When Zeus secretly allowed the abduction of Persephone, trafficked from a flower field and dragged to the depths of the Underworld, the terrified Earth-Mother Demeter searched the lands in agony, leaving the crops without her nourishment and attendance. Realizing the err of this arrangement as the food supply withered, Zeus demanded his daughter’s return from Hades, but the Dark Prince had another idea in mind. His offering of pomegranate, a sacred fruit of fertility for Early World Religions, sealed Persephone to the realm. Once she savored its seeds, she was bound to return to Hades’ Hell as his wife for part of the year. Thus the mythological explanation for the Autumn and Winter was lored.
Further interpretations of Persephone’s plight as paramour to Hades are abundant. A kid-friendly version speaks of a mother without her sunshine, the indulgence of the pomegranate perhaps willingly dared so that Persephone could be her own person. However, many versions suggest Persephone was sexually assaulted by Hades. The differing ideas that she was attracted to a toxic relationship, simply embracing her sexuality, or that the lore insinuated the chains of the marriage contract, are all valid. The article Rape or Romance? questions the use of retelling these horrors as tomes of empowerment and includes a critique of Nikita Gill’s beautiful (but indeed fluffy) poem:
The Autumn Equinox (and pagan holiday Mabon) land on Tuesday September 22nd, 2020 for the Northern Hem, shortly after Rosh Hashanah, the Jewish New Year. Both Mabon and Rosh Hashanah are introspective, reviewing the behaviors of the recent past and preparing for the future ahead. The 22nd also closes out Virgo’s reign in the Astrological Wheel, a sign which is ruled by Mercury, of Earth and symbolized by the Maiden (much like Persephone). In a moment of perfect balance, Darkness begins to encroach on the Light, and we soon approach Winter. With this in mind, we pay homage to the archetype duality of a film genre abundant with shadows and fog, dark and light, danger and dreams:
The analytical interest that is the Femme Fatale and the Damsel-in-Distress.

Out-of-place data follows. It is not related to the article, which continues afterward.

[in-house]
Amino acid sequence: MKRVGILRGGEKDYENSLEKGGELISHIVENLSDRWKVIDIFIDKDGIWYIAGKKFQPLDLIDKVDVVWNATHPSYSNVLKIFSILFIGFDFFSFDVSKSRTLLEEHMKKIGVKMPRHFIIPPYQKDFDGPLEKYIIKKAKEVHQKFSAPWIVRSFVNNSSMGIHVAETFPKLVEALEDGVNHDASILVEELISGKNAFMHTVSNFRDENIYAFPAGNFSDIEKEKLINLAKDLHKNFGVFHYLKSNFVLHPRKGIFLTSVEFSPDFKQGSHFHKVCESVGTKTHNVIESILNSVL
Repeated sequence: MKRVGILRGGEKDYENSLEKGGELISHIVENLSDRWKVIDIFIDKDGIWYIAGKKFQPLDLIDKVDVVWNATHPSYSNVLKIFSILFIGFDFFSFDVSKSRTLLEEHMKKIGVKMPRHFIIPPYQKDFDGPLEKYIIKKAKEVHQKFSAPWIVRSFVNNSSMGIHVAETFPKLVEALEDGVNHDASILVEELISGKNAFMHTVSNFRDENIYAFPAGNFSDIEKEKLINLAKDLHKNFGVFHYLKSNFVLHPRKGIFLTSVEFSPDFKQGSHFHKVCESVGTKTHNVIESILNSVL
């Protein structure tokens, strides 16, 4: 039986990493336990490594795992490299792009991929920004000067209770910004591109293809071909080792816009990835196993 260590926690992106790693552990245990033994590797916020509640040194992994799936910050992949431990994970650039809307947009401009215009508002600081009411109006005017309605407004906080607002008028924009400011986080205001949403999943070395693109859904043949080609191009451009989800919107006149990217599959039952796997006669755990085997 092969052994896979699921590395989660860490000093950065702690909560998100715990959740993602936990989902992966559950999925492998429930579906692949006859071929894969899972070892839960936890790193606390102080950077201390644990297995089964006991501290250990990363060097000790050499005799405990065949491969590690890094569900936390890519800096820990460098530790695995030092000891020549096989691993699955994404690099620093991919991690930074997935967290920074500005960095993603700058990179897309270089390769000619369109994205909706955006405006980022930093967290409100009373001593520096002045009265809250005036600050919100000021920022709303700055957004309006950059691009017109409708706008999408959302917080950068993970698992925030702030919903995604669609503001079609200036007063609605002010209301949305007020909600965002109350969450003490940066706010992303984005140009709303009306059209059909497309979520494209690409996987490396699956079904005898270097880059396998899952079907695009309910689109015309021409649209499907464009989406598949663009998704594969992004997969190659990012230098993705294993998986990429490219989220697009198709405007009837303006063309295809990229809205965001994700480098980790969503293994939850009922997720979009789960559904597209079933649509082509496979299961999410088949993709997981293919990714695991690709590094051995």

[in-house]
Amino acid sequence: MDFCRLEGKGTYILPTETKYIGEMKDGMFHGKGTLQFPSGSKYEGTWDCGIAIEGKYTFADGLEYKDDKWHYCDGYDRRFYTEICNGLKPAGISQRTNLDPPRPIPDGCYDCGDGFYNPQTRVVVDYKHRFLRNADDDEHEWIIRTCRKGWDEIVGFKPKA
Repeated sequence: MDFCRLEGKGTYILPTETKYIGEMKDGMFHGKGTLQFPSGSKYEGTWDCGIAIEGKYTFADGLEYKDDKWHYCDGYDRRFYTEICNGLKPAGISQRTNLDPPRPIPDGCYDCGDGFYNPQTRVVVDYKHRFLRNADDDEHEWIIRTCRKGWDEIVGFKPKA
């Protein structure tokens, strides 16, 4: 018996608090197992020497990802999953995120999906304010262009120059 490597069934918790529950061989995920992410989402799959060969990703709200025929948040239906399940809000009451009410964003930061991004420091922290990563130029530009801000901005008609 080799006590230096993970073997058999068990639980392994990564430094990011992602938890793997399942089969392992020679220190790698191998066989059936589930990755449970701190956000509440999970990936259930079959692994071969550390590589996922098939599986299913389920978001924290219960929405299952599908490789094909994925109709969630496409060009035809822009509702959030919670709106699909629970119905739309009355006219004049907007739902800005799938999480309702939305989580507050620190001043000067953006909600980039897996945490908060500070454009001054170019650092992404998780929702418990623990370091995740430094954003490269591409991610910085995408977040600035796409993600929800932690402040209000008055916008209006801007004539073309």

With the chilly autumn air creeping in around the corner, the erotic 1996 feauture film, Bound, is a worthy thriller to warm the blood with. As soon as the shock wears off from learning the Wachowski Sisters (Matrix Trilogy) wrote and directed this sexually charged lesbian neo noir, the nostalgia starts to kick in at the sound of Jennifer Tilly’s voice seducing a greased-up ex-con played by Gina Gershon (Showgirls).
We begin with a sultry introduction of the two leading ladies. Violet, the deeply unsatisfied gangster’s wife, meets the Brando-esque handy woman, Corky, in an uptown elevator. Sparks immediately fly between the two mysterious creatures and after a very steamy couch scene you start to think “this is a softcore porn”, ‘til suddenly we descend into the underworld of a violent, shocking and, at times even, offensive puzzle of money, murder and paranoia.
While the plot thickens to viscosity with 2 million dollars on the line and one faulty twist after another, the cinematography hauls masterfully through some brilliant sequences, creating a sumptuous air around the comically macabre. Consensus says, no matter how tight you may keep your proverbial halo, this piece of cinematic diablerie is bound to have you gripping for it.
Bound is free to stream on PlutoTV. – Soph
Flirting with danger, portrayed too often from view of the male gaze, the Femme Fatale eyes a loophole out of an oubuliette, always somehow still a Damsel-in-Distress. Even where this duality is dressed wanton and ready, she is cagey, holding cards close. The Femme Fatale lavishes in the role, entangled to save herself, or waiting for someone else to save her, if only (t)he(y) could see her true self. Between the lines it is read: fear follows her feminine wiles, desperation like invisible daggers against a skintight dress. Lurking in the shadows, she pretends she is not there at all, hoping to vanish…
Yet, there is courage, too, for without it, there is no story.
The juxtaposition for the women of the Noir genre allows depiction of grim realism and psychic + physical violence, flaunting men’s capitalization of women as objects… sexual, labored… and yet for the “hero”, women are objectified, too, often romantically, to provide love, light, loyalty. The relation of femme to men (and what role she serves) is a grotesque commentary of a woman’s context in industry, the home, ownership, subject. The gauzy hopes to which these characters cling, to be seen, safe, are familiar. Any decent Noir film contains these complexities with a yearn for freedom. Even if she’s crafted in relation to a man’s journey, serving the plot as a derailment, counterpart to a crime, an escape or a renewal in Love itself, she’s life-altering.
Neon Noir showcases some of the moods and motifs of Noir soundtracks, the music of smoky chanteuse, pacing mysteries, plot anxieties, dramatic seductions and tragedy. The persona of the Femme Fatale and Damsel-in-Distress have been prime in the works of David Lynch, exemplified thru the music of Julee Cruise and Chromatics. Rewind into the dark-laced synth pop that walks in rhythm with a “futuristic” future-past archetype. The creation of robot women as political assassins or victims of technology alike, prominent as early as Fritz Lang’s Metropolis (1927), are revisited in the romantic Noir of Godard’s Alphaville (1965) (French New Wave all over the Neo-Noir reinvent), and furthermore into the Sci-fi masterpiece of Blade Runner (1982). Queue minimal wave music and beyond, we dance in drama club cadence, ushering in leather weather.